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Posted by James Kobielus on October 24, 2010
Community is an ideal toward which all social networks should aspire. In a true community, everybody is pulling for everybody else, sharing whatever assistance, expertise, and insight they possess with anybody who might benefit.
We all know that most communities are a bit more one-sided than that. In most communities, most people are essentially there for the ride, contributing little while benefiting from whatever resources the more generous among them have chosen to share. This is not necessarily a criticism of individuals or of society in general, but rather a recognition that as communities scale beyond close personal relationships, the bonds of reciprocity and altruism often grow weak.
This truism applies just as much to customer communities as to any other. Enterprises have avidly adopted social networks as virtual extensions to such customer relationship management (CRM) functions as call centers and user groups. In the new world of social-network customer communities leveraging blogs, Twitter, Facebook, and other channels, it is not uncommon that a handful of individuals post most of the useful content and feedback while the majority simply consume without contributing. And that’s fine, as long as you keep encouraging and incentivizing these actively engaged individuals —whom Forrester refers to as CRM highly empowered and resourceful operatives (HEROes) — to keep the useful content coming. In the final analysis, these are the sorts of individuals — expert customer service professionals, longtime customers, or even highly enthusiastic hobbyists — who can spell all the difference between true community and a haphazard scattering of nominally affiliated strangers.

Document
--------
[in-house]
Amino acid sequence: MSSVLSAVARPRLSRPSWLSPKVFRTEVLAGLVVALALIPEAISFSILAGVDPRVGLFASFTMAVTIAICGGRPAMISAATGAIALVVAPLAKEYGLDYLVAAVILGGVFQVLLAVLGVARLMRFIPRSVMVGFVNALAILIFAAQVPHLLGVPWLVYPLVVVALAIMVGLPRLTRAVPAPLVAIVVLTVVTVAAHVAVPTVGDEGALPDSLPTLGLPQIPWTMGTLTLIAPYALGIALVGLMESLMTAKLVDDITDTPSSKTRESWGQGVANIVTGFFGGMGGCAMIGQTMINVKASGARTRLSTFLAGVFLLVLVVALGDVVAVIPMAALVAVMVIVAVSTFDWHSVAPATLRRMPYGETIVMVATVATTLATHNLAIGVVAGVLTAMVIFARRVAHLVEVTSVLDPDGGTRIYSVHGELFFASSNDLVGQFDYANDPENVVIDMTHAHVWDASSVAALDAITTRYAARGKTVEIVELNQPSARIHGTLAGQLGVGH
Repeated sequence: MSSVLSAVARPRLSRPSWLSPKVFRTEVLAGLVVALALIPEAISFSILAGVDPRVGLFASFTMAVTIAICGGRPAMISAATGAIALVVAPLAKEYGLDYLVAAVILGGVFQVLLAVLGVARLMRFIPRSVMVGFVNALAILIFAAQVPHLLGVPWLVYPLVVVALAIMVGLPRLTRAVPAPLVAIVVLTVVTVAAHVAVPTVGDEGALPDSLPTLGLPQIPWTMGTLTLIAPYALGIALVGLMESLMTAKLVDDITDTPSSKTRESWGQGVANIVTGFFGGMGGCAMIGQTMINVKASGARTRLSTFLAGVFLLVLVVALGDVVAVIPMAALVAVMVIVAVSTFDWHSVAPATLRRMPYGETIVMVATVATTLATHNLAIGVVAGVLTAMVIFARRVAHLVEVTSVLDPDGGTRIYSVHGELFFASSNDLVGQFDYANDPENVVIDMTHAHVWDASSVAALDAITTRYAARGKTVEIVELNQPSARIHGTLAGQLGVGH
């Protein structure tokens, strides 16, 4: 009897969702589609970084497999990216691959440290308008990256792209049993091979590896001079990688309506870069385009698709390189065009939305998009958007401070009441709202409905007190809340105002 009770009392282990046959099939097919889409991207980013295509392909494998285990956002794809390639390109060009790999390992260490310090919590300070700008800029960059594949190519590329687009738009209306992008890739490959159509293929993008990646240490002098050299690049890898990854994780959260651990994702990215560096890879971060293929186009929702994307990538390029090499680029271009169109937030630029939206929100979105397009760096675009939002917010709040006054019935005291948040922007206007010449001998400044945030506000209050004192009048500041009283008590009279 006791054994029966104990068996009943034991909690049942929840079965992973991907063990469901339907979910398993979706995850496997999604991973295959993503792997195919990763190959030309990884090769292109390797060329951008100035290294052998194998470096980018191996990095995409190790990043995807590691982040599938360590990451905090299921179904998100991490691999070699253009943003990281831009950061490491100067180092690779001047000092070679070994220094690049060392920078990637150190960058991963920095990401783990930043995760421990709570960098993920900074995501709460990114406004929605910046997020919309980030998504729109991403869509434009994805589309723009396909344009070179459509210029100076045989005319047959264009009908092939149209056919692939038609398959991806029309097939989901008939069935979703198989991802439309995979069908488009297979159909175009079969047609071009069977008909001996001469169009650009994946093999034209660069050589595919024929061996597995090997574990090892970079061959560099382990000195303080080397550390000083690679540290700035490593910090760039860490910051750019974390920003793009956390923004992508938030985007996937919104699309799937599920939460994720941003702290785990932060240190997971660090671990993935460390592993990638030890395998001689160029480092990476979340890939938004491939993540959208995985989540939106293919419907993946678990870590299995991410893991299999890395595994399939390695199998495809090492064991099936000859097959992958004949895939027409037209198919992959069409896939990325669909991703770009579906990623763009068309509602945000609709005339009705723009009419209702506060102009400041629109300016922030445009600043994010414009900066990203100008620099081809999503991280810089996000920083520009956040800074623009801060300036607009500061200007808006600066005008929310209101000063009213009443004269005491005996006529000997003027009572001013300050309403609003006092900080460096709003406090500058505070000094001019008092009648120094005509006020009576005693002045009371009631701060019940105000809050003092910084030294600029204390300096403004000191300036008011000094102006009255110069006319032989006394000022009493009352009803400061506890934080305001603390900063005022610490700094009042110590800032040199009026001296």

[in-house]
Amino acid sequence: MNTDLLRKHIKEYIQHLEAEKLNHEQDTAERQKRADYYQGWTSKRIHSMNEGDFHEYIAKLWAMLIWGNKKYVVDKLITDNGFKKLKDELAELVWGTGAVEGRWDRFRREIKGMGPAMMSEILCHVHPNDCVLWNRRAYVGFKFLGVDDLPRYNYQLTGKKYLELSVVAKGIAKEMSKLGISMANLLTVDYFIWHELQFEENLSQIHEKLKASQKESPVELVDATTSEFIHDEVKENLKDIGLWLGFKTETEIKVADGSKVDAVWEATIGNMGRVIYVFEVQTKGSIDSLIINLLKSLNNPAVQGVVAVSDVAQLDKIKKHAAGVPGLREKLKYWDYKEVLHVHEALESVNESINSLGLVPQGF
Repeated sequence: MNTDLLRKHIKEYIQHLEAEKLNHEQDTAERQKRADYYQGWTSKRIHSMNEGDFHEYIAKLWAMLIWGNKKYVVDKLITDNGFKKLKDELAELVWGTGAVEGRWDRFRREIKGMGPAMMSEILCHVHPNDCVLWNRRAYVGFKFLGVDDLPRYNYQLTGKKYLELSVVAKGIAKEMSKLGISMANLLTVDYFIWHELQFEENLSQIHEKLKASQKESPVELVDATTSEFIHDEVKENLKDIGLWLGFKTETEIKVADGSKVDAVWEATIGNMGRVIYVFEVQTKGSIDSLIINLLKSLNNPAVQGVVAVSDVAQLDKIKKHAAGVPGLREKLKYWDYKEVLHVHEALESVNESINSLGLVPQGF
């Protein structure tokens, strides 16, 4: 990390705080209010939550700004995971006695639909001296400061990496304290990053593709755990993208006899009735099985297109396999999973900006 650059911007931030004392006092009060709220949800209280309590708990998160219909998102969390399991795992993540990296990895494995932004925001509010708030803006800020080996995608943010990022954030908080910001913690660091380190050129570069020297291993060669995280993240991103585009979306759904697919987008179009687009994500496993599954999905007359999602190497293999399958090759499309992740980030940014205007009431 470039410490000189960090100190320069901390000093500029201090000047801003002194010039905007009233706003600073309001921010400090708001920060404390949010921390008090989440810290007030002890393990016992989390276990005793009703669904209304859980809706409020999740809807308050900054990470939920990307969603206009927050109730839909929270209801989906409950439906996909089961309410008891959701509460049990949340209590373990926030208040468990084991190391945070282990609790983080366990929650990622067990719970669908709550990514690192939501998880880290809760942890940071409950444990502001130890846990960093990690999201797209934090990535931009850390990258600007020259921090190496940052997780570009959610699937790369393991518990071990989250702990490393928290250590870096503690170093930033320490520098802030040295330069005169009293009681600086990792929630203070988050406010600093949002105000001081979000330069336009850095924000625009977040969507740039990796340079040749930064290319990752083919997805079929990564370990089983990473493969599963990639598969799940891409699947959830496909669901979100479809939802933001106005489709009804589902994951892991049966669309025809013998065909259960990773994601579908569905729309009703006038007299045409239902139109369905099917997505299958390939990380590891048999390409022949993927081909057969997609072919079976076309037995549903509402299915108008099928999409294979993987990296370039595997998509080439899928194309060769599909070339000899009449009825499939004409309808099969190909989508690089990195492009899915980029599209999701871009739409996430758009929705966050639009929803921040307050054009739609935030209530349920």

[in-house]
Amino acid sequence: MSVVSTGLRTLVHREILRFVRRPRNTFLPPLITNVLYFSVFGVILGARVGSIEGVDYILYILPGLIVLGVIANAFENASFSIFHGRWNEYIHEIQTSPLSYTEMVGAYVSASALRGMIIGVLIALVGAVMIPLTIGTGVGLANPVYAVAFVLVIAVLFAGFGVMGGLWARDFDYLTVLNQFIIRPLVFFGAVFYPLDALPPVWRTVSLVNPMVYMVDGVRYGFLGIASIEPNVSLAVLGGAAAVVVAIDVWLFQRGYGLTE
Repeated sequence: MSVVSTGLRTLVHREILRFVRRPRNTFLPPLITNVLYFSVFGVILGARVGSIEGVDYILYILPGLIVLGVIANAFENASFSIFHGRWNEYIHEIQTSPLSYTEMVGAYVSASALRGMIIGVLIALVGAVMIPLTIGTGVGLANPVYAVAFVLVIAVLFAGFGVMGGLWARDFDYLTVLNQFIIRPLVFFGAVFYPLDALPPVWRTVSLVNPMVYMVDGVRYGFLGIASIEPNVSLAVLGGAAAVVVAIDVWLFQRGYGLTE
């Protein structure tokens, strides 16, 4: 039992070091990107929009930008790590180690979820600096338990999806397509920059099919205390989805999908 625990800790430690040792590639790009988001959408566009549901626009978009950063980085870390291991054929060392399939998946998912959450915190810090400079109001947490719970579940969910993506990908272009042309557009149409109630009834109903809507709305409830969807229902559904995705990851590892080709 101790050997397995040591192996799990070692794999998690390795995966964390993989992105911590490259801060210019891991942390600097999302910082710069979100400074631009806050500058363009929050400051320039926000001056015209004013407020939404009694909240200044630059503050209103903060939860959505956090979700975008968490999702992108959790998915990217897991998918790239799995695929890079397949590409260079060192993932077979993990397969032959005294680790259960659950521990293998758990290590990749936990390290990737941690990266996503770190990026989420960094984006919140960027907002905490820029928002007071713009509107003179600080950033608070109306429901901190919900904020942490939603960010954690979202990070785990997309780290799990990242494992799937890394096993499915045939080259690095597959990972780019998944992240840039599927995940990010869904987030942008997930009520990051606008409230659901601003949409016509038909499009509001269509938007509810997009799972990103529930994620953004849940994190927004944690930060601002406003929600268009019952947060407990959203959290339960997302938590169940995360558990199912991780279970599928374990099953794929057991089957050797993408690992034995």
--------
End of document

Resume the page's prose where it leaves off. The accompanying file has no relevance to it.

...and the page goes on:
How can you spot a true CRM HERO when you see one and make them the pillar of your customer satisfaction strategy? I recently published a two-part Forrester study that explains how CRM professionals can bring the best of leading-edge advanced analytics and even some slightly lower-tech approaches to zero in on these HEROes wherever they reside, inside your organization or out on the public social networks. In this two-part study, I discussed the criteria for finding CRM HEROes, which boil down to the following:
Business process professionals can search for these HERO hallmarks in various ways. In each of the following approaches, you can apply various levels of analytics to look for telltale signs of the requisite expertise, influence, and technical innovation:
As social CRM gains traction in enterprises everywhere, leading-edge organizations will focus the full power of advanced analytics on the customer-relevant communications that flow through social media. Influence and expertise-mining tools — leveraging statistics-based social network analysis — are coming to social CRM. If you want to find many of today’s leading CRM HEROes, mine the communications within public social communities as well as within your company’s private social networks. The fact that someone is blazing new trails in social-focused customer communities would indicate that they are, at the very least, a technology-savvy, expertise-sharing influence magnet.
None of these approaches, by itself, is a surefire method of finding CRM HEROes. But they should all be employed to narrow down the list of people who have the motivation, creativity, and influence necessary to become HEROes. It’s up to your organization to give them the recognition and encouragement to realize their potential within your customer community.